Dr. Rath Health Foundation

Dr. Rath Health Foundation

Responsibility for a healthy world Dr. Rath Research Institute 100+ Studies Published In PubMed

BMJ Savages Big Pharma

In startling further evidence of the empowerment provided by this Foundation’s information campaigns, the British Medical Journal has launched an all-out attack on big pharma and the medical establishment. Copies of all the relevant articles can be accessed using the links below:

  • Characteristics of general practitioners who frequently see
    drug industry representatives: national cross sectional study

    Variation in prescribing costs between general practitioners is well documented. We previously found that frequent general practitioner contact with drug industry representatives was strongly and independently associated with higher prescribing costs. This paper describes the attitudes and behaviour of general practitioners who report seeing drug representatives frequently.
    Read article at BMJ.com
     
  • Who pays for the pizza? Redefining the relationships between doctors and drug companies.
    In this two part article, a journalist based in Washington DC explores the brewing conflicts at one of the world's leading medical campuses as it joins the wider global debate about how to redefine relations with big pharmaceutical companies.
    1: Entanglement
    Read article at BMJ.com
    2: Disentanglement
    Read article at BMJ.com
      
  • No more free lunches
    Patients will benefit from doctors and drug companies disentangling
    Read article at BMJ.com
     
  • Information from drug companies and opinion leaders
    Double standards in information for medical journals and practitioners should go
    Read article at BMJ.com
     
  • Pharmaceutical industry sponsorship and research outcome and quality: systematic review
    Clinical research sponsored by the pharmaceutical industry affects how doctors practise medicine. An increasing number of clinical trials at all stages in a product's life cycle are funded by the pharmaceutical industry, probably reflecting the fact that the pharmaceutical industry now spends more on medical research than do the National Institutes of Health in the United States. Most pharmacoeconomic studies are either done in-house by the drug companies or externally by consultants who are paid for by the company.
    Read article at BMJ.com
     
  • Drug company secretly briefed medical societies on HRT
    Pharmaceutical giant Wyeth has admitted that it secretly briefed a number of medical societies about the results of a study into hormone replacement therapy (HRT) and dementia before they were published this week.
    Read article at BMJ.com
     
  • Drug company sponsorship of education could be replaced at a fraction of its cost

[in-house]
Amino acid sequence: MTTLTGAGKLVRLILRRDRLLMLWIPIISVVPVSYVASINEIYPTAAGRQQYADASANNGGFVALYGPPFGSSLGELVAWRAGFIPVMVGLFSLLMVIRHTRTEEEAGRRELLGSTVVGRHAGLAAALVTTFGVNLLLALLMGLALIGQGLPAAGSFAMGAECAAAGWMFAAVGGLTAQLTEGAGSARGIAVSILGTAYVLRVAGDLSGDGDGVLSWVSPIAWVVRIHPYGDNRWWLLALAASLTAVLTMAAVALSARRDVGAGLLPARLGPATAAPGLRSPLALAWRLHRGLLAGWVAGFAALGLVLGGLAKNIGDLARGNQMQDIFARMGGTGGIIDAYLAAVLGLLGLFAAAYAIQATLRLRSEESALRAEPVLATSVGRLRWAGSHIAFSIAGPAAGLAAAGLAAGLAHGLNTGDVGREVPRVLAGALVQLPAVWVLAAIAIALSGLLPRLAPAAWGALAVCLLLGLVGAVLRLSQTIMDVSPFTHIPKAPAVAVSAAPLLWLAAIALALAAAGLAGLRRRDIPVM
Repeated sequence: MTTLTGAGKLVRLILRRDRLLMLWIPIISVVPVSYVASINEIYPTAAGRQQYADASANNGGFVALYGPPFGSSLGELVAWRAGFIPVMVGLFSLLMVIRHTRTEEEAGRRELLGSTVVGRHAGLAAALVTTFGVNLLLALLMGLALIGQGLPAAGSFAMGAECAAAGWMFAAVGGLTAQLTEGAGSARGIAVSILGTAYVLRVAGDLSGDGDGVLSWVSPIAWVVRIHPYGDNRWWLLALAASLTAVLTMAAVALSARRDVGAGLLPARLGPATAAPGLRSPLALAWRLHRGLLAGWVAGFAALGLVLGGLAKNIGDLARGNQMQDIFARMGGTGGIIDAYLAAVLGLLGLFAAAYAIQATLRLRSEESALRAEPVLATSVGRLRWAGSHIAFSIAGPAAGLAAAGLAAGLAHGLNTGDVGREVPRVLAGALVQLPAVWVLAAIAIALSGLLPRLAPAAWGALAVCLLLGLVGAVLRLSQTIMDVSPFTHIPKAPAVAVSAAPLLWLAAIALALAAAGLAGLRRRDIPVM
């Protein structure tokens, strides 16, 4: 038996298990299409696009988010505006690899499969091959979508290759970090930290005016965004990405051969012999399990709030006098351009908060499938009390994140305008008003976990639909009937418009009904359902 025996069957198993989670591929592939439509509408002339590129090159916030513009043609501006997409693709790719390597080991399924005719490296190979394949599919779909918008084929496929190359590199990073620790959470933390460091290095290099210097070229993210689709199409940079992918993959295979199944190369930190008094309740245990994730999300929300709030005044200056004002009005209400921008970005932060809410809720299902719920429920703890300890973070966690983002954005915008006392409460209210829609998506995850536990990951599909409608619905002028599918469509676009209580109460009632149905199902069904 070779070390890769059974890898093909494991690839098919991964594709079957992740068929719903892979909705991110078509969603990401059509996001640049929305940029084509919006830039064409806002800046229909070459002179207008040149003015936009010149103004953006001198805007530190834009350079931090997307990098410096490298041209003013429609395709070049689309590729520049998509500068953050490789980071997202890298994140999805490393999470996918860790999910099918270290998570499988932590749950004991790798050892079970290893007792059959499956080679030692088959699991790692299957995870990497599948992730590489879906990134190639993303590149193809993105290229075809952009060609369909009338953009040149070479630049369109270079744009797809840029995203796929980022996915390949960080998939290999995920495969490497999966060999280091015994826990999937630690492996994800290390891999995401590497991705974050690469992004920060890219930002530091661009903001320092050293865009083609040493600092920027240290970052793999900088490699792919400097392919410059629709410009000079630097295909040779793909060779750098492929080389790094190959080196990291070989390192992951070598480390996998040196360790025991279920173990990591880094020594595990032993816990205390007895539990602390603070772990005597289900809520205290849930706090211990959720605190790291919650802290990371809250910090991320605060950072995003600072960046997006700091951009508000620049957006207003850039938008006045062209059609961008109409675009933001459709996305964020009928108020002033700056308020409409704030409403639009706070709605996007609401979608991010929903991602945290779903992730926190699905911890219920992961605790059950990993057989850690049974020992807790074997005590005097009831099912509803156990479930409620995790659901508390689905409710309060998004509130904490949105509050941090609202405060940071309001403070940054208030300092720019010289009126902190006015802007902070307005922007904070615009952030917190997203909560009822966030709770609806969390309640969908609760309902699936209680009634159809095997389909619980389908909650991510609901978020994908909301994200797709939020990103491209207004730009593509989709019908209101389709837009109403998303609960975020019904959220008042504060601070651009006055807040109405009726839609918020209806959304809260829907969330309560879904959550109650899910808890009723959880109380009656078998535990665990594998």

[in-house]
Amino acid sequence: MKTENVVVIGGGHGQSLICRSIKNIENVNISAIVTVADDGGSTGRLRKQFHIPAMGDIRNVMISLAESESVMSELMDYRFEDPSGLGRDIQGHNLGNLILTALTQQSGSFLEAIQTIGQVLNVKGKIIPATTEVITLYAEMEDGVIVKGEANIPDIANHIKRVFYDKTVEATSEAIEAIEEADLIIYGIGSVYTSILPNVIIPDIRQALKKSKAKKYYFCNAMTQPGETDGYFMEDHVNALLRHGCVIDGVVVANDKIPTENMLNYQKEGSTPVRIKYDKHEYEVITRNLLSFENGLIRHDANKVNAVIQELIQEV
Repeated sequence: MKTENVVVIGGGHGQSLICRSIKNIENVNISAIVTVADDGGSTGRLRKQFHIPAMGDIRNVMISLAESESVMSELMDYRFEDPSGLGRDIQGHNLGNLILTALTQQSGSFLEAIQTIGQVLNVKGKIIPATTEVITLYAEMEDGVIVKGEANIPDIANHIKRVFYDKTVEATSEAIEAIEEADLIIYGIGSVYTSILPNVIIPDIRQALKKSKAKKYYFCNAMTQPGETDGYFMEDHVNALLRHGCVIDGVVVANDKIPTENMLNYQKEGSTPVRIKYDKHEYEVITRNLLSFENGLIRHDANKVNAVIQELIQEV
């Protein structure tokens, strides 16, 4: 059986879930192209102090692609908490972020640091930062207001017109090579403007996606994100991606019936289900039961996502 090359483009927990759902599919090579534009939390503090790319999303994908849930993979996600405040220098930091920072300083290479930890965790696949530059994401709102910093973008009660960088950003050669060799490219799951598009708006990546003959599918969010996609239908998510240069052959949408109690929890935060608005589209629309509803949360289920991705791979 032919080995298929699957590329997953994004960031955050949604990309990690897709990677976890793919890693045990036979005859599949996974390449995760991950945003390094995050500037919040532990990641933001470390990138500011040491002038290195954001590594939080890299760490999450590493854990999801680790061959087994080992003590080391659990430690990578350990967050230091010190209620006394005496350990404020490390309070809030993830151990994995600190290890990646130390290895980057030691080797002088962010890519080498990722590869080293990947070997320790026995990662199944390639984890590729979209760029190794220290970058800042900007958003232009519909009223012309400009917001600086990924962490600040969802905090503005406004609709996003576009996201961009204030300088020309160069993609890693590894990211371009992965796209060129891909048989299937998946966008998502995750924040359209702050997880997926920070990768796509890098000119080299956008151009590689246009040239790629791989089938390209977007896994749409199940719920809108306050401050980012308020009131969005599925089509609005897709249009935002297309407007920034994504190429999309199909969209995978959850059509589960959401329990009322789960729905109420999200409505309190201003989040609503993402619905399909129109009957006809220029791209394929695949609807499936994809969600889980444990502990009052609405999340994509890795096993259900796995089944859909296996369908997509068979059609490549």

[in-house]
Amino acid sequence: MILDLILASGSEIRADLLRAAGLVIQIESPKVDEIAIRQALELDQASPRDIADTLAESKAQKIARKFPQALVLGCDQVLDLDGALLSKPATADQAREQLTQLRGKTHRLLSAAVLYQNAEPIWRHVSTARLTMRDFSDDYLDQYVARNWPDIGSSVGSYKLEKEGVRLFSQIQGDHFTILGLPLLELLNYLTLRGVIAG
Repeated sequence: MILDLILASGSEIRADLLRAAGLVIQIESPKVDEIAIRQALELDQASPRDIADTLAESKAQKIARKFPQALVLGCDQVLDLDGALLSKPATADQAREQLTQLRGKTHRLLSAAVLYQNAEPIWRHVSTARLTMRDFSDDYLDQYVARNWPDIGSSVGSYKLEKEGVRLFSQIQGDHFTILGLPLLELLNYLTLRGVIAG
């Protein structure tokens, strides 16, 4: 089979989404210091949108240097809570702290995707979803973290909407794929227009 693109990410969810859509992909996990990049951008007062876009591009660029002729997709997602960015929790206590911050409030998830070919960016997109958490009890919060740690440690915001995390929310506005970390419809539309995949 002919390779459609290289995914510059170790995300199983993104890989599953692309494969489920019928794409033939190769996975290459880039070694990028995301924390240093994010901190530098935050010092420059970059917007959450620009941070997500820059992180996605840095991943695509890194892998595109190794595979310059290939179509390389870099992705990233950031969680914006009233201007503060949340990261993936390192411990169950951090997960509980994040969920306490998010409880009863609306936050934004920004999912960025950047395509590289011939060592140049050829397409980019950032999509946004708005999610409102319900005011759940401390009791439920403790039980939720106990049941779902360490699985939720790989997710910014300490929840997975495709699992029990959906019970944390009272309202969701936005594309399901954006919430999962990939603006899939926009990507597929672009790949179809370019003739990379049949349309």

The head of the main medical education accrediting body in the United States says that many commercially sponsored educational events could be run at a fraction of their cost, without unnecessary extras such as expensive lunches and entertainment.
    Read article at BMJ.com
     
  • World Medical Association reviews doctors’ links with drug companies
    No individual doctors should receive direct payment from commercial companies to cover travelling expenses, room and board at a conference, or compensation for their time, according to proposed guidelines from the World Medical Association.
    Read article at BMJ.com
     
  • How to dance with porcupines: rules and guidelines on doctors' relations with drug companies
    Interactions between doctors and drug companies can lead to ethical dilemmas. This article gives an overview of the guidance and codes of practice that aim to regulate the relationship.
    Read article at BMJ.com
     
  • How can research ethics committees protect patients better?
    The duties of research ethics committees are becoming increasingly difficult—what skills and knowledge do their members need to evaluate protocols that contain elements that are not in the patient's interests?
    Read article at BMJ.com
     
  • Medical journals and pharmaceutical companies: uneasy bedfellows
    Many medical journals have a substantial income from pharmaceutical companies from the purchasing of advertising and reprints and the sponsoring of supplements. Is this funding corrupting journals?
    Read article at BMJ.com
     
  • Unhealthy spin
    Public relations companies are experts at "third party technique"—helping the drug industry separate the message from what could be seen as a self interested messenger. But most journalists have a sketchy idea about how the public relations industry works, and thereby are vulnerable to uncritically accepting the disguised messages of the drug industry
    Read article at BMJ.com